Unsightly yellow sweat stains are a common and vexing problem. Perspiring primarily functions to cool your body as sweat evaporates from your skin surface. Your body perspires in response to high environmental temperature, exercise, certain foods, and emotional or sexual arousal. Sweat is normally colorless but might turn a yellowish color due to interaction with bacteria or chemicals on the skin surface or your clothing. A rare disorder called chromhidrosis causes colored sweat, which can be yellow, green, blue or another hue.
When you notice yellow sweat stains on a shirt, most often in the armpit area, you might presume it is due to yellow sweat. But this is rarely the case. Yellow sweat stains usually occur due to a chemical reaction between colorless sweat and chemicals from your deodorant or antiperspirant -- especially aluminum. Breakdown of fats and proteins in sweat by bacteria and fungi normally present on your skin that transfer to your clothes can also contribute to the formation of yellow sweat stains. Steps you can take to reduce the occurrence of those dreaded yellow armpit stains include: -- laundering your clothing as soon as possible after wear -- not applying excess antiperspirant or deodorant -- allowing your antiperspirant or deodorant to dry before putting on your shirt -- switching to an aluminum-free deodorant
Chromhidrosis is a rare condition that a causes a person to produce colored perspiration. This condition usually affects only the apocrine sweat glands, which are limited to the armpits, groin, nipple area of the breasts, eyelids and the area around the nose. These sweat glands do not become functional until puberty. With chromhidrosis, the sweat produced by the apocrine glands contains a yellowish-brown pigment called lipofuscin. People with this condition most commonly secrete yellow sweat, but it can be green, blue or black due to additional chemical modification of the lipofuscin. The cause of chromhidrosis remains unknown.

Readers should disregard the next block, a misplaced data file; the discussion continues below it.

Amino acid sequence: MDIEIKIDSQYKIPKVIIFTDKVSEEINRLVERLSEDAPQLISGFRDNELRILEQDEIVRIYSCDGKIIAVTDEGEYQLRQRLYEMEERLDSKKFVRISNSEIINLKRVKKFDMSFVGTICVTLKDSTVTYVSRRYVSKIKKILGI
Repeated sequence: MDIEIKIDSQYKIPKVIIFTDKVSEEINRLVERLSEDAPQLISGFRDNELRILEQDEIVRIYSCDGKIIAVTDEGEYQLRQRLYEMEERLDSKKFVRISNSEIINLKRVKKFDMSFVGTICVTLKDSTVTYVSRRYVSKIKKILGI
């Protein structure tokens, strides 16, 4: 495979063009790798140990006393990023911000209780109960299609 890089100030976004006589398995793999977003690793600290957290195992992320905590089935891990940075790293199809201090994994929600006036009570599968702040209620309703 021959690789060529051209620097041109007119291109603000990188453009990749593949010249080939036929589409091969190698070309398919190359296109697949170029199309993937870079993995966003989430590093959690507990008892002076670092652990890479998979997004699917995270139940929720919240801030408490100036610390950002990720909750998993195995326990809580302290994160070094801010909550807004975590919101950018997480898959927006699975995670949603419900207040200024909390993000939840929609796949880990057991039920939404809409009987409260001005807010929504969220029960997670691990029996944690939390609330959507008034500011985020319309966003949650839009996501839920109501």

Eccrine sweat glands occur on virtually all areas of the skin and become fully functional by 2 months of age. These sweat glands are much more numerous than aprocrine glands and produce most of the perspiration secreted by your body. Eccrine chromhidrosis is even more rare than the apocrine form of the disorder. This is usually due to the accumulation of dyes or other pigmented chemicals in the body. Yellow eccrine chromhidrosis might occur with severe liver disease resulting in very high levels of the yellow-colored chemical bilirubin in the body. The medication phenazopyridine (Pyridium) might also cause yellow or orange discoloration of the urine, tears and sweat.
Pseudochromhidrosis, also known as extrinsic chromhidrosis, refers to discoloration of perspiration after its secretion from the sweat glands. This condition occurs when colorless sweat reaches the skin and mixes with agents such as bacterial byproducts, fabric dyes, chemicals and pigments. If the colorant is yellow, the sweat will appear yellow. Overgrowth of certain bacteria on the skin can cause this condition, although the discoloration of sweat is not usually yellow.
Yellow perspiration stains on your shirts probably doesn't indicate you're secreting yellow sweat or signal a medical problem. However, if you notice yellow discoloration of your skin or the whites of your eyes, see your doctor as soon as possible. Similarly, see your doctor if you observe yellowish liquid sweat or fine yellow debris in the skin folds of your armpits, palms, soles or elsewhere.
Reviewed and revised by: Tina M. St. John, M.D.
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